The Lay of the Last Minstrel (excerpt)

Sir Walter Scott (1771-1832)

“Breathes there the man with soul so dead…”

Breathes there the man with soul so dead
Who never to himself hath said,
This is my own, my native land!
Whose heart hath ne’er within him burned,
As home his footsteps he hath turned
From wandering on a foreign strand!
If such there breathe, go, mark him well;
For him no minstrel raptures swell;
High though his titles, proud his name,
Boundless his wealth as wish can claim
Despite those titles, power, and pelf,
The wretch, concentred all in self,
Living, shall forfeit fair renown,
And, doubly dying, shall go down
To the vile dust from whence he sprung,
Unwept, unhonored , and unsung.

Sir Walter Scott

Sir Walter Scott was a renowed Scottish poet and novelist. He was born in Edinburgh on August 15th, 1771. Scott first trained as an attorney, but he soon turned his love of writing into a successful career as an author and poet. His narrative poem, The Lay of the Last Minstrel (1805), was his first work to gain widespread popularity, and it continues to be well known today.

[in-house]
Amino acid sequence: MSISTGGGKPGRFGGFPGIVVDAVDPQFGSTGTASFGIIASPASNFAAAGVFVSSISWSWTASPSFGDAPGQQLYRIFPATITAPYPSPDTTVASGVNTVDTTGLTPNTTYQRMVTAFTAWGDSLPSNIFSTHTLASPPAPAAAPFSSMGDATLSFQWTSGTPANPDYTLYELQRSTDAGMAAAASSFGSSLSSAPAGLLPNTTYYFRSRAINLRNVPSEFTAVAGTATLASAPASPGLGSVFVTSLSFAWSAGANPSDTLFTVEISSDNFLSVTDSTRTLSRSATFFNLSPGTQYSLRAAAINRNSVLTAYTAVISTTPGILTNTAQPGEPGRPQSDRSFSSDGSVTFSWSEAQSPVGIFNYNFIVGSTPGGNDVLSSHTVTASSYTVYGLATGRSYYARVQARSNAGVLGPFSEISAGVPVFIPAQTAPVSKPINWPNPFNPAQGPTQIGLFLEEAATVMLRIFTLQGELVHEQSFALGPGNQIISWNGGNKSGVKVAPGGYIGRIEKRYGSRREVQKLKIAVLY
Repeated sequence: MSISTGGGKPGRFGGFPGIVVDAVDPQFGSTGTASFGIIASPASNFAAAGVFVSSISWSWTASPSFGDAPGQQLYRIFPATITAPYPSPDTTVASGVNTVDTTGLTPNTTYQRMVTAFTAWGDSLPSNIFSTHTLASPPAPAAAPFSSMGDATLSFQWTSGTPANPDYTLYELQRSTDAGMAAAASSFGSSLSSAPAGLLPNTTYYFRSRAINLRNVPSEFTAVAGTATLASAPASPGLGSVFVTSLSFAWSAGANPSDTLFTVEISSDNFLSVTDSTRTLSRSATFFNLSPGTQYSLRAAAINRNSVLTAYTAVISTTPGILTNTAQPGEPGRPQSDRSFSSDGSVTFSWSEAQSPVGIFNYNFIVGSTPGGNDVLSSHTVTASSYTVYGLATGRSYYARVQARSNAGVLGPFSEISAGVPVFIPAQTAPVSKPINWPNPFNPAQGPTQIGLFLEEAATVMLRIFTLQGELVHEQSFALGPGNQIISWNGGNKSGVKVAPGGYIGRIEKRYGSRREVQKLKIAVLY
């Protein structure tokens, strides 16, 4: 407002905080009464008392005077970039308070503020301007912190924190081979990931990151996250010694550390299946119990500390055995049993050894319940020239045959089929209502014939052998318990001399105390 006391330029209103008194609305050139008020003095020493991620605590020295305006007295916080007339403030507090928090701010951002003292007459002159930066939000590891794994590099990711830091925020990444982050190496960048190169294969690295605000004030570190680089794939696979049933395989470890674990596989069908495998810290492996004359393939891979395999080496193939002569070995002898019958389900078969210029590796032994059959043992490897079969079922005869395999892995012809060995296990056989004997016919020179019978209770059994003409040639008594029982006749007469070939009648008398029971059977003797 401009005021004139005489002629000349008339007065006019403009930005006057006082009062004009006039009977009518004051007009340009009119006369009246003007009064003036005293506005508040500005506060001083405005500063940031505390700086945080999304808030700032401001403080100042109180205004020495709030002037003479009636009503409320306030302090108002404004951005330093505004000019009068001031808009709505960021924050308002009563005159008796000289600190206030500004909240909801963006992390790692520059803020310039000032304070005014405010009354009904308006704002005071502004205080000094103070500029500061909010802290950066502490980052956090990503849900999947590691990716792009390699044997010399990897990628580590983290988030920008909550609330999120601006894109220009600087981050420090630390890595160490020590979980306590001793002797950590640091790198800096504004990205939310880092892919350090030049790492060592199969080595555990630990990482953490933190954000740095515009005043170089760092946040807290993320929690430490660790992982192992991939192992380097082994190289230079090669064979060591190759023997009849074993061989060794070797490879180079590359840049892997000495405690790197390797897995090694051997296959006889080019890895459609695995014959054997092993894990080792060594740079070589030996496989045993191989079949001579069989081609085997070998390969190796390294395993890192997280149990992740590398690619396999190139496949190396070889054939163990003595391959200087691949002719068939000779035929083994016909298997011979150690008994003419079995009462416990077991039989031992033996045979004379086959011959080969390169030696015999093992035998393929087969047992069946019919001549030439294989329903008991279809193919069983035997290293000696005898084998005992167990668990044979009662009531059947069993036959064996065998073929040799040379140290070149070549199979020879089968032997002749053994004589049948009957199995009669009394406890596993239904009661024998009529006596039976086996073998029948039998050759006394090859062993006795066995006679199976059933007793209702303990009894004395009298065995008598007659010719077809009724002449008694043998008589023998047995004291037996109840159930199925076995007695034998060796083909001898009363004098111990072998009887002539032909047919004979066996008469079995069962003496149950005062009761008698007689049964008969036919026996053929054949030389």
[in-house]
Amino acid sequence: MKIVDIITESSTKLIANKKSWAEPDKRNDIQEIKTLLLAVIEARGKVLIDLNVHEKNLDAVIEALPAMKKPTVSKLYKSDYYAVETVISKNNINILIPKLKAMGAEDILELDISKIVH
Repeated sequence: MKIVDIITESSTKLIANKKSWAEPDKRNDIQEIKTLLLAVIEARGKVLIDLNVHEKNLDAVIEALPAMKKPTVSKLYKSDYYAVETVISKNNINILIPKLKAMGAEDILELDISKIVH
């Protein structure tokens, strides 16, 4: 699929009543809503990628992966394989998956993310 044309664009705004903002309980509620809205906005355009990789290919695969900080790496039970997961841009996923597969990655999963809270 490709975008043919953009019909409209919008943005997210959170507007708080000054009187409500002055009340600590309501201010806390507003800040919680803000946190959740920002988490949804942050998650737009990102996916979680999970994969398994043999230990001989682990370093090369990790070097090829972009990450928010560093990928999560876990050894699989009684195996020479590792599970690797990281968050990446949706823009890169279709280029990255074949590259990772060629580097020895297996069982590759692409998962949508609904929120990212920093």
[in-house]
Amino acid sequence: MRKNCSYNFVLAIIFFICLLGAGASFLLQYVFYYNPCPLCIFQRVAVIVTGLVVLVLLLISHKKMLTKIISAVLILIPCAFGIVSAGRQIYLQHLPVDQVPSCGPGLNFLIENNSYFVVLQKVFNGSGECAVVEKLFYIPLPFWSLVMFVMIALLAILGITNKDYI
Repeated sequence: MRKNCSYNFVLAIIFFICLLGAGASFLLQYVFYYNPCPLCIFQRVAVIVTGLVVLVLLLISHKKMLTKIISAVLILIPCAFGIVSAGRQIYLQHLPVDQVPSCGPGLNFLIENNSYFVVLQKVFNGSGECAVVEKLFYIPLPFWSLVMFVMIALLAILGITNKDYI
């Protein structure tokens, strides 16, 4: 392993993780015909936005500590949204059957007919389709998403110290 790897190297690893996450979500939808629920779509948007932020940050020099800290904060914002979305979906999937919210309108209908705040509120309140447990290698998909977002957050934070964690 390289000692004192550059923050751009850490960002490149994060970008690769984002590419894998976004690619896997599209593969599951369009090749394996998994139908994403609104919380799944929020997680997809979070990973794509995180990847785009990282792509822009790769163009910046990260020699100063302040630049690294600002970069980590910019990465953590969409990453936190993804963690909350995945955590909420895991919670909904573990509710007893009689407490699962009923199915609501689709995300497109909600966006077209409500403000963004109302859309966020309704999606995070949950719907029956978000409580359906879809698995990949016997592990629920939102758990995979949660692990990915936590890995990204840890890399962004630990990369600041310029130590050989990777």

At age 26, Scott was married to Charlotte Margaret Carpenter, the beautiful daughter of a French refugee. The couple lived quite happily for many years. Later, Scott faced bankruptcy as a result of the debt he accumulated while building the Abbotsford House, which Scott called home for most of his life. He wrote almost continuously to pay off his debts. His wife died after 29 years of marriage, leaving Scott heartbroken.

Scott’s health began to fail during the last years of his life. Yet, he continued to write both prose and poetry until his death in 1832. Not only is he remembered as an influential poet, but also as the creator of the historical novel. Scott is believed to have lived his life as a kind, moral, patriotic and intellectual man, and in his novels he combined these traits with historical facts to create some of the world’s best known stories.

About the Poem

The affection with which people view their homeland is an almost universal phenomenon, but it reached a new level of meaning with the rise of the modern nation state and the emphasis on patriotism.  One of the best known poems celebrating this “state of mind” is the verse by the Scottish nobleman, aptly named Sir Walter Scott.

About the Photo

“The River Tweed Below Melrose”- 1899.
Scottish Borders landscape.
Watercolour by Tom Scott RSA (1845-1927).